I first tried to write this book after I came home from Vietnam in 1973. I knew nothing about writing then, since I only had two years of college at the University of Toledo, where I studied chemical engineering. In 1973, I came home after spending six years in a Prisoner of war camp in North Vietnam. The U. S. Navy sent me to the Naval Postgraduate School in Monterey, California where I met Bradwell Scott. He was a local journalist. He interviewed me for thirty hours and then wrote a book about my experience. We sent the book the U. S. Navy because I was still on active duty. The navy sent the book back and told me not to publish it. They allowed other POWs to publish their books, because those books supported what the government and senior POWs wanted to say about how bad the North Vietnamese communists treated us.
About six years ago I decided to sit down and write my own story about my POW experience, because I wanted something permanent on paper for my two sons and six grandchildren. I also wanted to tell the whole truth about the Vietnam POW situation and how it affected my family. I have always said that the Vietnam POW experience was harder on our families’ than it was on us. We knew we were getting our two slops and a flop every day. Our families knew nothing. When I came home my father looked one hundred years old. He was only fifty-seven. The POW experience destroyed him. My mother could not eat a steak for six years because she did not know if I got enough to eat.
After four years, I had only written one hundred pages. At that rate, I began to doubt that I would be able to finish the book before I died. I was seventy-one. I contacted Mark Graham in Denver Colorado, and he introduced me to Cara Lopez Lee. I had the thirty hours of interviews transcribed into seven hundred pages of transcripts. Cara took those transcripts and my one hundred pages and wrote this book for me. It took her two more years to finish the book, and she just did a terrific job.
Title: UNEXPECTED PRISONER: Memoir of a Vietnam Prisoner of War
Author: Robert Wideman
Publisher: Graham Publishing Group
Find on Amazon
About the Book:
When Unexpected Prisoner opens, it’s May 6, 1967 and 23-year-old Lieutenant Robert Wideman is flying a Navy A-4 Skyhawk over Vietnam. At 23, Wideman had already served three and a half years in the Navy—and was only 27 combat days away from heading home to America. But on that cloudless day in May, on a routine bombing run, Wideman’s plane crashed and he fell into enemy hands. Captured and held for six years as a Prisoner of War in Vietnam, Wideman endured the kind of pain that makes people question humanity. Physical torture, however, was not the biggest challenge he was forced to withstand. In his candid memoir, Unexpected Prisoner, Wideman details the raw, unvarnished tale of how he came to understand the truth behind Jean-Paul Sartre’s words: “Hell is other people.”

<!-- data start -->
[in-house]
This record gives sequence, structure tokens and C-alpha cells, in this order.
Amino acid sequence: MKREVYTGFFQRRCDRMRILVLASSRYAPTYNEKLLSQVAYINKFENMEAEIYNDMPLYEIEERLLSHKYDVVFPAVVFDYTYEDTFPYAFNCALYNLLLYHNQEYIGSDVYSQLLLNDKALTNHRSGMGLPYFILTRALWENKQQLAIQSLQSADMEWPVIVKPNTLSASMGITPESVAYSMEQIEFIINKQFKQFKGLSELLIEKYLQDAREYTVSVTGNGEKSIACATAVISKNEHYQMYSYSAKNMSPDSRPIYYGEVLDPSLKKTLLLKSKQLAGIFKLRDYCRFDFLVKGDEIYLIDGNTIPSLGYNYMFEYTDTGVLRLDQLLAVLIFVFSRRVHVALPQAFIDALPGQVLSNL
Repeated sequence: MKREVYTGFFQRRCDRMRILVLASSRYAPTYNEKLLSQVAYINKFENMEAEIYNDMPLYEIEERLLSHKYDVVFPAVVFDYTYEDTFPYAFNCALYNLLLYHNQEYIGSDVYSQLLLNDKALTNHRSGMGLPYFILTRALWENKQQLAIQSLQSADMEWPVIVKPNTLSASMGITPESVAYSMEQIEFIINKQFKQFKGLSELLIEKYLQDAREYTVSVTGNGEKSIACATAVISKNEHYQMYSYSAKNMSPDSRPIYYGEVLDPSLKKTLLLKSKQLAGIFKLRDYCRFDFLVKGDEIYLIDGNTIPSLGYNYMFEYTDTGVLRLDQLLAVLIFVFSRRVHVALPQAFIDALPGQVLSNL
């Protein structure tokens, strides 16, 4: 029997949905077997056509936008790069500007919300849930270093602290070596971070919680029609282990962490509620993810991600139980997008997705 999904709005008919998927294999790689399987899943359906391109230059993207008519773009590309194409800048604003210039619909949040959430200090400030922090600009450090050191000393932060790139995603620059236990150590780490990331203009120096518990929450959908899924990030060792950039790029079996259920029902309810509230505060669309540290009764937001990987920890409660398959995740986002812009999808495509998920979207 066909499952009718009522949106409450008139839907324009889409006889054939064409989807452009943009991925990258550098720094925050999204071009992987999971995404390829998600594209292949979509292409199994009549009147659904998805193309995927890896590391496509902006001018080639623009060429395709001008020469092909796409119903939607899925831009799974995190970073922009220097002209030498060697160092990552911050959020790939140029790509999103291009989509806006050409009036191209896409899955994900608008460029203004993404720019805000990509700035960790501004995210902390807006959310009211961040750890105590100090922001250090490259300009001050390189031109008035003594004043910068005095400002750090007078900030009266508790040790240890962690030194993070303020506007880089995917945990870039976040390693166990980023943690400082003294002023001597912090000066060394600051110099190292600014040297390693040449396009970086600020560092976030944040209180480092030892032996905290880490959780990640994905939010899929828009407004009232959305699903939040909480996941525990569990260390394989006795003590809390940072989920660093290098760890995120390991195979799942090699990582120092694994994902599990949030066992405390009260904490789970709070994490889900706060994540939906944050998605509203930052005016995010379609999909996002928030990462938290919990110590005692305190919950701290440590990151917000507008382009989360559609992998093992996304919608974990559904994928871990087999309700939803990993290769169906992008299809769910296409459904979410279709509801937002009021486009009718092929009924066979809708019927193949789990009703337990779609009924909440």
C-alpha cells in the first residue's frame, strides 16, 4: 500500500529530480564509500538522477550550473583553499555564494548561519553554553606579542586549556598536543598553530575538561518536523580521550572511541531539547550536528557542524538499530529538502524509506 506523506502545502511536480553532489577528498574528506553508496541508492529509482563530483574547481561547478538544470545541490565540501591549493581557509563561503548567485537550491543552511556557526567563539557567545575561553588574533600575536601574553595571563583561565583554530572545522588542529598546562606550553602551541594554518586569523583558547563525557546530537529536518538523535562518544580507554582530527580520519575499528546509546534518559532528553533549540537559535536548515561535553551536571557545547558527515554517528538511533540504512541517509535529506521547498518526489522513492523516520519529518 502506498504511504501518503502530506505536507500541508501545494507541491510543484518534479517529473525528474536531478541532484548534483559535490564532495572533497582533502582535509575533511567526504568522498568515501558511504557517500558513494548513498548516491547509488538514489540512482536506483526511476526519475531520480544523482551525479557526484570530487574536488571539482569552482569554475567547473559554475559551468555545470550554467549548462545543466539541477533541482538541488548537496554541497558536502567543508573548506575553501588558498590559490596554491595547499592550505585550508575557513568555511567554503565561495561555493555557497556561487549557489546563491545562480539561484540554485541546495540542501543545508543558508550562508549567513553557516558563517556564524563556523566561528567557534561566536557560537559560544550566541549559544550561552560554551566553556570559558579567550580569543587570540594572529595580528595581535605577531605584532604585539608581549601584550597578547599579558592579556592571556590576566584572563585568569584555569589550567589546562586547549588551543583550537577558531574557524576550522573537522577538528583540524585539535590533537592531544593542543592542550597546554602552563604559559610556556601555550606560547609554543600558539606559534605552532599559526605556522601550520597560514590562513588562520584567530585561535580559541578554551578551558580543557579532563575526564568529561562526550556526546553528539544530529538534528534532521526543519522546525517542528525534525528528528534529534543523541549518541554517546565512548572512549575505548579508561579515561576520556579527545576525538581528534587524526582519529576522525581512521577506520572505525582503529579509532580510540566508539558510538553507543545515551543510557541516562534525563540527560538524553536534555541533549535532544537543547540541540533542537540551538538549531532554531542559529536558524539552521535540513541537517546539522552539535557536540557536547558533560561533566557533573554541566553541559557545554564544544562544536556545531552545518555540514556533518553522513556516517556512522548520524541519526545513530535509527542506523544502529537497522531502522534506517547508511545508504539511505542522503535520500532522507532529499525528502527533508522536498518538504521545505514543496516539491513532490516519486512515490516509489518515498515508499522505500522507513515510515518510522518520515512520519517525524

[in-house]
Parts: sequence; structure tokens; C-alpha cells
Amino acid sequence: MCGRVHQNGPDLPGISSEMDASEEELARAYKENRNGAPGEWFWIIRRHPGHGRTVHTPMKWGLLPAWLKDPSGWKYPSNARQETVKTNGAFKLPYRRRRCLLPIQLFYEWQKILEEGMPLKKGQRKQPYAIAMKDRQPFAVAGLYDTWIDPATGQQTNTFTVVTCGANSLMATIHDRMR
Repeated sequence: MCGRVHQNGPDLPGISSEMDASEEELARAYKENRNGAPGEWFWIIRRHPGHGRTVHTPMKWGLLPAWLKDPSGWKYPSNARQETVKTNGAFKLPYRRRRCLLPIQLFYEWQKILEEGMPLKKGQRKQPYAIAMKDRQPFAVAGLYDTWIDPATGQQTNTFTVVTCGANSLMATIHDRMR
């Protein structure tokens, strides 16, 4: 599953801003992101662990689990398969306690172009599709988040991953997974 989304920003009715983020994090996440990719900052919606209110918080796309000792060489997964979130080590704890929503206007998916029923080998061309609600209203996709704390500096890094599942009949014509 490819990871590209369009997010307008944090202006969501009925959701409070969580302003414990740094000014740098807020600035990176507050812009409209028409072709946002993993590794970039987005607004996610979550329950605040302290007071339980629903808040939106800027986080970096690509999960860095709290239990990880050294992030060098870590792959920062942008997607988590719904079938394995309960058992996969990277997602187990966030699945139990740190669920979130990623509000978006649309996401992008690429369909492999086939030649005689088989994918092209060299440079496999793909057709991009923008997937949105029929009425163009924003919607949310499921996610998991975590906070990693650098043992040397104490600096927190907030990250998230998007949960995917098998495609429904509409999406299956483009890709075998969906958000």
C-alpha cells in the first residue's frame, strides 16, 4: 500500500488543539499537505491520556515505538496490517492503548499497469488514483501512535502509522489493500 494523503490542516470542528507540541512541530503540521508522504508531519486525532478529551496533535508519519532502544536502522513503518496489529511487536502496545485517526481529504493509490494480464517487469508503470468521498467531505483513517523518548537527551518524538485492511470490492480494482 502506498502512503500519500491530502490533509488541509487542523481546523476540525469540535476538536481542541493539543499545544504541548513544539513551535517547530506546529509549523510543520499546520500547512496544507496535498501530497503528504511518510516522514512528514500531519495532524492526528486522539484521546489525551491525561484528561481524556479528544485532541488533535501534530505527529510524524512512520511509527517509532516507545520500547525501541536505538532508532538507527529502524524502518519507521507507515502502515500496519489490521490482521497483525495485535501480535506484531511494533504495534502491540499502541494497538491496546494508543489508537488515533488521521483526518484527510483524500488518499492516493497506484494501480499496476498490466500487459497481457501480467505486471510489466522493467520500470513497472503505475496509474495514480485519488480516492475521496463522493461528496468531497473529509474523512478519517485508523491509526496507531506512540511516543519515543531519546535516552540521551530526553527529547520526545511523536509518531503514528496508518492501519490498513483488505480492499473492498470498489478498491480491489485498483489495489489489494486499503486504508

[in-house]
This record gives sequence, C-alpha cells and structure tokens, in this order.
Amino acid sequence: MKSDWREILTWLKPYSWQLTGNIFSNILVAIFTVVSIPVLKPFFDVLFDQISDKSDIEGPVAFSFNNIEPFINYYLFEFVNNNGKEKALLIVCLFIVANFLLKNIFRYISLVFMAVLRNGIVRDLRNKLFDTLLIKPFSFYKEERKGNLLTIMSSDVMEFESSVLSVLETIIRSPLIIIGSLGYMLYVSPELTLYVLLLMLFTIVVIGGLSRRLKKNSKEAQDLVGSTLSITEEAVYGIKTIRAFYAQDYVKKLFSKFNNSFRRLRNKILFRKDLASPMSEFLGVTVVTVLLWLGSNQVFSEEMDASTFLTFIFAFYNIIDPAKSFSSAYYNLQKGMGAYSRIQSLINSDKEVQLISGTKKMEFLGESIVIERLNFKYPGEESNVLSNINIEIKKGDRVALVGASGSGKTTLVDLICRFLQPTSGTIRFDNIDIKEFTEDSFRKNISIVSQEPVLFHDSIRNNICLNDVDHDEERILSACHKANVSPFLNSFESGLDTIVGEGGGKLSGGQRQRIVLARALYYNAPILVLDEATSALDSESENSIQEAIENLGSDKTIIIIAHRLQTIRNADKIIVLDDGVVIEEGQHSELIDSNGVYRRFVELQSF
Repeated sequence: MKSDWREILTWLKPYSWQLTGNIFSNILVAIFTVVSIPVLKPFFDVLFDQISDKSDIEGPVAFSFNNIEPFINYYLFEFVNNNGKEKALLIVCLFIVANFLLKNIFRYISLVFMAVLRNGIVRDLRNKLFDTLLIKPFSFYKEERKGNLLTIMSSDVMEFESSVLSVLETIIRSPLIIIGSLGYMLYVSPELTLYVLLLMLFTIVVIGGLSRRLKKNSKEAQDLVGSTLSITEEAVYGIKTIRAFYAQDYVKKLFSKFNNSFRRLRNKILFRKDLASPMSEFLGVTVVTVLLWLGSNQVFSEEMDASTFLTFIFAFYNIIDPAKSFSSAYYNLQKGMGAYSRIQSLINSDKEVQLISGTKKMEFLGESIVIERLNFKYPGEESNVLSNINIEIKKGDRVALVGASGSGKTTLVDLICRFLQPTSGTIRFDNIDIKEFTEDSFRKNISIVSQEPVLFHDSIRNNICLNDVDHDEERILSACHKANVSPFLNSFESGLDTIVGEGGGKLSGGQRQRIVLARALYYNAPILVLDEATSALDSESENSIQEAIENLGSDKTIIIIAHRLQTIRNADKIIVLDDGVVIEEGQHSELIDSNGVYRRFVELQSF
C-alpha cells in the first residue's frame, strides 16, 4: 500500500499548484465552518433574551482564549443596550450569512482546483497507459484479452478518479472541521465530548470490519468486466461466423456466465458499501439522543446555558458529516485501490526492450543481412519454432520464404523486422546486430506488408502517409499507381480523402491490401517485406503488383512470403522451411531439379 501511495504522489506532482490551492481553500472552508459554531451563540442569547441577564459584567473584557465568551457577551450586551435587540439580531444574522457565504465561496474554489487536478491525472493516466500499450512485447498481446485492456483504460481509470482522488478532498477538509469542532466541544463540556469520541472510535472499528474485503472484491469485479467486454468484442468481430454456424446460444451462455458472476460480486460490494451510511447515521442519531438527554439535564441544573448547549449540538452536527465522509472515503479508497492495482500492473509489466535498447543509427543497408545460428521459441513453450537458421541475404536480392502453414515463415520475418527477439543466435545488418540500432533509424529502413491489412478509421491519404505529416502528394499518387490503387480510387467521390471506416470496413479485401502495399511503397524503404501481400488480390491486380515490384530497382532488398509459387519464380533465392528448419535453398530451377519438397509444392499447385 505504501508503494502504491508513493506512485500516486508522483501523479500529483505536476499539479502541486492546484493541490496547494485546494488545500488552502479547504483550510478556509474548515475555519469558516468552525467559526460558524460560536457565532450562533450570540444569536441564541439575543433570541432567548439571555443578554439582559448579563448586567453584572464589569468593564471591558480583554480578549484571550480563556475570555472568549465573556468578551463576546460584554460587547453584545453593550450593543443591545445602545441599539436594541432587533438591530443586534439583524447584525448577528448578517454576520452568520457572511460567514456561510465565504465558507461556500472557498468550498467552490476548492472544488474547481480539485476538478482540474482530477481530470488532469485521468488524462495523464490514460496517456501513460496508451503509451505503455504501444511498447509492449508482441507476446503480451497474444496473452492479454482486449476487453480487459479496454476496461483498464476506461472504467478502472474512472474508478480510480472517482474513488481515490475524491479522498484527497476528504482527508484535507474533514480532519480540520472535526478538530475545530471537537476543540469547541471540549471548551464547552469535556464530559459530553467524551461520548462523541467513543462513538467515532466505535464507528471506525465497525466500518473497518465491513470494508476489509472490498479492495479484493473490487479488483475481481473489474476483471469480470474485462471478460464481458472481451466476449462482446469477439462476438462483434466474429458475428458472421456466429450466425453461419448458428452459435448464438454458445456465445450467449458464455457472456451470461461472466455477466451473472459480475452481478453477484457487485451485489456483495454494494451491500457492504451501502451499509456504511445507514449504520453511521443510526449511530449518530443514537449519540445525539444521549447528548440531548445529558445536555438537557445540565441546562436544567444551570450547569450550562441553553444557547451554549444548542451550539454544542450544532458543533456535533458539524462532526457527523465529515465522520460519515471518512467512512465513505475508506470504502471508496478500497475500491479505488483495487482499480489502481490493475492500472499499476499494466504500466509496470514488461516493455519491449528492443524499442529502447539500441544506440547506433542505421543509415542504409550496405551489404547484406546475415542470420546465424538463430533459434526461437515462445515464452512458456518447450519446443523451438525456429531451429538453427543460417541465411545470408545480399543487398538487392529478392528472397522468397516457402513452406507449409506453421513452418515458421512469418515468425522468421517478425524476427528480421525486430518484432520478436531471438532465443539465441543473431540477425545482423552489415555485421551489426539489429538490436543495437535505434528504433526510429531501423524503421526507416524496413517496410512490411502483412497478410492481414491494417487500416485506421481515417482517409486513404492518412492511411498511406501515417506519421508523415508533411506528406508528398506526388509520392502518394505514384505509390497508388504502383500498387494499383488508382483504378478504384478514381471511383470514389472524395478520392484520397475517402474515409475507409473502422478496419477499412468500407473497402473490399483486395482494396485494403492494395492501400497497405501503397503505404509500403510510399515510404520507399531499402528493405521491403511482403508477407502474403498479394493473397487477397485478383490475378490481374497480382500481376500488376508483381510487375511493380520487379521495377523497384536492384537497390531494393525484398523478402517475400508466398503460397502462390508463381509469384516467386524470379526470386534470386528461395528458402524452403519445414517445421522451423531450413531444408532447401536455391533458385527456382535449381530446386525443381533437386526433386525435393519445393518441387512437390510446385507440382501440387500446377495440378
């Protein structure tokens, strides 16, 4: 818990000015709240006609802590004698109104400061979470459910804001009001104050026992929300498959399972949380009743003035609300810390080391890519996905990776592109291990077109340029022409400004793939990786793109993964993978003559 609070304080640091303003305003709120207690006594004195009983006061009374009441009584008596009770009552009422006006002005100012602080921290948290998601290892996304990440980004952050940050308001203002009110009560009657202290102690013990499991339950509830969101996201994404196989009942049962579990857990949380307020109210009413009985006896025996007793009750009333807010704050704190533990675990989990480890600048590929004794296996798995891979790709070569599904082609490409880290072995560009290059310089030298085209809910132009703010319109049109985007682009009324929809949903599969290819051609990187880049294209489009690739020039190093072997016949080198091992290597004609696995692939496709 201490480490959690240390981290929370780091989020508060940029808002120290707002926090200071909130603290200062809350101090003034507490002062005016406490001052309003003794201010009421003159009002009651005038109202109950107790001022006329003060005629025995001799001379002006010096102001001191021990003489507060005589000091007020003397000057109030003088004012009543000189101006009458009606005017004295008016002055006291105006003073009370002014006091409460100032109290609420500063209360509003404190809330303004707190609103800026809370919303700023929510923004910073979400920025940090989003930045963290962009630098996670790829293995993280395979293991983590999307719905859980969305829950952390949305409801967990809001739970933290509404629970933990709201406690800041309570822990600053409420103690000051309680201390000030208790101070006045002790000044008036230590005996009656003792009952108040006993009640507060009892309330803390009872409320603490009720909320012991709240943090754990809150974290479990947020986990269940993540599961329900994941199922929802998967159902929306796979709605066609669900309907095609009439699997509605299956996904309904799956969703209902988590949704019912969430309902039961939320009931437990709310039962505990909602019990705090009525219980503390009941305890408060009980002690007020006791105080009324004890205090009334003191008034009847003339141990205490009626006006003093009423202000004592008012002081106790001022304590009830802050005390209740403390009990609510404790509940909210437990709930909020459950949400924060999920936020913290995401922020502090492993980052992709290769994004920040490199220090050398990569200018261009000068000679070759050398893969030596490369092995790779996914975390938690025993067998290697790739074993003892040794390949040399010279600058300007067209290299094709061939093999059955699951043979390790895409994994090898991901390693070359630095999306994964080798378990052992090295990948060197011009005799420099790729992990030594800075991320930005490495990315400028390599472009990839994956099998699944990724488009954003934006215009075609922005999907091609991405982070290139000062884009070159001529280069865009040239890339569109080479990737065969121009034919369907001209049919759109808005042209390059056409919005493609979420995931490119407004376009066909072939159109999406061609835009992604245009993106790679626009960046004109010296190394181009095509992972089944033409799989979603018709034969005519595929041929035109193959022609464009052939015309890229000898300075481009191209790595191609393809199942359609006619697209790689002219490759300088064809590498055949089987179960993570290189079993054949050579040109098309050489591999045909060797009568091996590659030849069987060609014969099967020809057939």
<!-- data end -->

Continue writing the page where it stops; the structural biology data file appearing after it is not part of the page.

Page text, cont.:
A gripping, first-person account that chronicles the six-year period Wideman spent in captivity as a POW, Unexpected Prisoner plunges readers deep into the heart of one of the most protracted, deadliest conflicts in American history: the Vietnam War. Wideman, along with acclaimed memoirist Cara Lopez Lee, has crafted a story that is exquisitely engaging, richly detailed, and wholly captivating. Unexpectedly candid and vibrantly vivid, this moving memoir chronicles a POW’s struggle with enemies and comrades, Vietnamese interrogators and American commanders, lost dreams, and ultimately, himself.
With its eye-opening look at a soldier’s life before, during and after captivity, Unexpected Prisoner presents a uniquely human perspective on war and on conflicts both external and internal. An exceptional story exceptionally well-told, Unexpected Prisoner is a powerful, poignant, often provocative tale about struggle, survival, hope, and redemption.
About the Author:
Robert Wideman was born in Montreal, grew up in East Aurora, New York, and has dual U.S./Canadian citizenship. During the Vietnam War, he flew 134 missions for the U.S. Navy and spent six years as a prisoner of war. Wideman earned a master’s degree in finance from the Naval Postgraduate School. After retiring from the Navy, he graduated from the University of Florida College of Law, practiced law in Florida and Mississippi, and became a flight instructor. Robert Wideman holds a commercial pilot’s license with an instrument rating, belongs to Veterans Plaza of Northern Colorado, and lives in Ft. Collins near his two sons and six grandchildren.